Know Your Partners, Know Your Goals in Joint Ventures Between Hospitals and Universities

June 1, 1996

WASHINGTON--Joint ventures between community hospitals and university departments of oncology can offer significant benefits to both, but not unless all parties involved understand one another and formulate a well thought out program.

WASHINGTON--Joint ventures between community hospitals and universitydepartments of oncology can offer significant benefits to both,but not unless all parties involved understand one another andformulate a well thought out program.

David A. Gift, MS, delivered that message with strong emphasisduring the Association of Community Cancer Center's annual nationalmeeting. Vital to the success of such joint ventures is a clearunderstanding of the reasons for forming them, said Mr. Gift,executive administrator for strategy and management, Departmentof Radiology, Michigan State University, East Lansing.

"One of the greatest reasons for failure in business in generalis that the partners didn't really know why they wanted to doit," he said.

Another problem lies in establishing the value of each partner'sequity contribution to the venture and honoring that contributionthroughout all dealings. "In these competitive times, withinany one community or region, frequently the collaborators withinthe alliance are competitors in lots of other ways," he said."The easiest way to solve that problem is for each to relatefairly to each other."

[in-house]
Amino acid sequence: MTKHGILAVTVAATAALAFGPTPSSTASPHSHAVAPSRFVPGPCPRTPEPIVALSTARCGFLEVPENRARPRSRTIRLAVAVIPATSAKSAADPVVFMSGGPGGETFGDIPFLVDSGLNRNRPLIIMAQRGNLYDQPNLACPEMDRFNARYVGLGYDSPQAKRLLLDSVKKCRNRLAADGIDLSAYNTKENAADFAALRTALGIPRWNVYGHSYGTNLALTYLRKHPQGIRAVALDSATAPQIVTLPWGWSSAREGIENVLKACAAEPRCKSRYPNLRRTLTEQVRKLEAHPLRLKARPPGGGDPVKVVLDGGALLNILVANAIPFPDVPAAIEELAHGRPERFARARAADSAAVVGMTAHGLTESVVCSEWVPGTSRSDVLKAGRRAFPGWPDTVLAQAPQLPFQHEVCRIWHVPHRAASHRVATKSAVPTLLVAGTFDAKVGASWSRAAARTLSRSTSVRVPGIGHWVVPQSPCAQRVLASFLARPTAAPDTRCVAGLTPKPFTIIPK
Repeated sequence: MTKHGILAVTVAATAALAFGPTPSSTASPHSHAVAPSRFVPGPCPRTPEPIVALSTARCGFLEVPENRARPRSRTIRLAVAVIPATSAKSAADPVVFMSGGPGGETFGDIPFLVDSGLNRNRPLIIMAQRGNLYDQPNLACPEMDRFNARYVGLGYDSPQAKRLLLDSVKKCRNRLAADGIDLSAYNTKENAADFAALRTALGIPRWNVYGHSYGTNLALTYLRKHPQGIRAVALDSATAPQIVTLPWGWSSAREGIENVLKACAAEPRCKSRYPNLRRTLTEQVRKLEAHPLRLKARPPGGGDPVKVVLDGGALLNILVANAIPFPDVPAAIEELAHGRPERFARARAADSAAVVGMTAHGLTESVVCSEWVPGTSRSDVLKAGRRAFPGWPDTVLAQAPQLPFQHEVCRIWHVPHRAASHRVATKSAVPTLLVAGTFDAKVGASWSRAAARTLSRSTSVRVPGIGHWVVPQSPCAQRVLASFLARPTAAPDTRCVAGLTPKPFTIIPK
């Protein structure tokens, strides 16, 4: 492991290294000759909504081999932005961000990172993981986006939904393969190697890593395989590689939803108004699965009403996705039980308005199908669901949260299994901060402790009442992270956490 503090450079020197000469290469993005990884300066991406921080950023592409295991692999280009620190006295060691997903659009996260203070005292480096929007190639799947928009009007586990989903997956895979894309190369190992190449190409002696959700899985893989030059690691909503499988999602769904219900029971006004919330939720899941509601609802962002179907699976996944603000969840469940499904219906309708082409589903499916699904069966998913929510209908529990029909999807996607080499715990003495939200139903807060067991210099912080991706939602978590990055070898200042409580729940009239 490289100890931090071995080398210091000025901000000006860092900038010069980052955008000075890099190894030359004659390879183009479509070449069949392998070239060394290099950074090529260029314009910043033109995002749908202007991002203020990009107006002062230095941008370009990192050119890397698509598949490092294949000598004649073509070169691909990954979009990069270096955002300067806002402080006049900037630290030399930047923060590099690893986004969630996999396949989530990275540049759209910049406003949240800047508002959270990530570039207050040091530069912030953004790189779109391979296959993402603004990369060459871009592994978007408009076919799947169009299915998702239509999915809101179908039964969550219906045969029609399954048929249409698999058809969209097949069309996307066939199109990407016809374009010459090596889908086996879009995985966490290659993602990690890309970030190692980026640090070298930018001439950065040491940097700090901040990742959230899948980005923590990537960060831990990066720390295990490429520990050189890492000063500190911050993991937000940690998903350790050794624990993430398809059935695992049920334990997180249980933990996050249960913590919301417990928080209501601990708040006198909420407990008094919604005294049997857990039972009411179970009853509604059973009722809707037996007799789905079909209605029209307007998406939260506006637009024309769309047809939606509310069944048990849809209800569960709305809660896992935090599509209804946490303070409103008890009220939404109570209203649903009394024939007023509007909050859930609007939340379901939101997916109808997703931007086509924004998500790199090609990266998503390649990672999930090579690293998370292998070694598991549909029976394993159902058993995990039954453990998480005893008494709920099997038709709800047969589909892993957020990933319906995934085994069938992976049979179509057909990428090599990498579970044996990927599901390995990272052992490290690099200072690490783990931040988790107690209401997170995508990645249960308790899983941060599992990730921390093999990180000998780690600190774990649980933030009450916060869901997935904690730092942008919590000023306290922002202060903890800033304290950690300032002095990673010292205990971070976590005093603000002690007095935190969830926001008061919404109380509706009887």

Mr. Gift, who helped put together a joint venture in radiationoncology among Michigan State, the University of Michigan, andthe Michigan Capital Medical Center in Lansing, offered a listof pitfalls confronting those who wish to form a community hospital-universitypartnership, including:

The business plan--Success depends on creating a careful,definitive business plan based on the market potential and a knowledgeof the partners' strengths and weaknesses, and doing it from thestart.

"This is critical; you want to know what you are gettinginto," Mr. Gift said. "If you're doing things in-houseand make a few mistakes in details, that's not such a bad thingto solve. If you make mistakes in an alliance relationship, thatcan lead to some big problems." A good plan also serves asa management tool. "It sets the targets for operation,"he said.

Flexibility--Planning a joint venture requires flexibility,both among partners and within the venture's operations. Marketconditions, patient populations, reimbursement contracts, technologiesall change, and a joint venture must be able to respond promptlyand effectively.

Capitalization--This can pose a problem for nonprofitsseeking to join forces, often because a shrinking market has adverselyaffected them financially. Mr. Gift suggested one, perhaps unexpected,source. "We've obtained loans from the university and thecommunity partners to get the capitalization for the facilities,"he said.

Termination planning--Partners should consider how theywill eventually end their relationship, when the time comes, equitablyand amiably. "That is a useful thing to do," Mr. Giftsaid. "You can take care of some of the nastiest detailsat a time when you really want to work together. It's a greatway to cement the relationship and emphasize that everything isgoing to be fair."

Finally, noting the complex nature of such joint ventures, Mr.Gift urged getting legal counsel involved very early. But he offeredone warning: Don't let the lawyers control the business plan.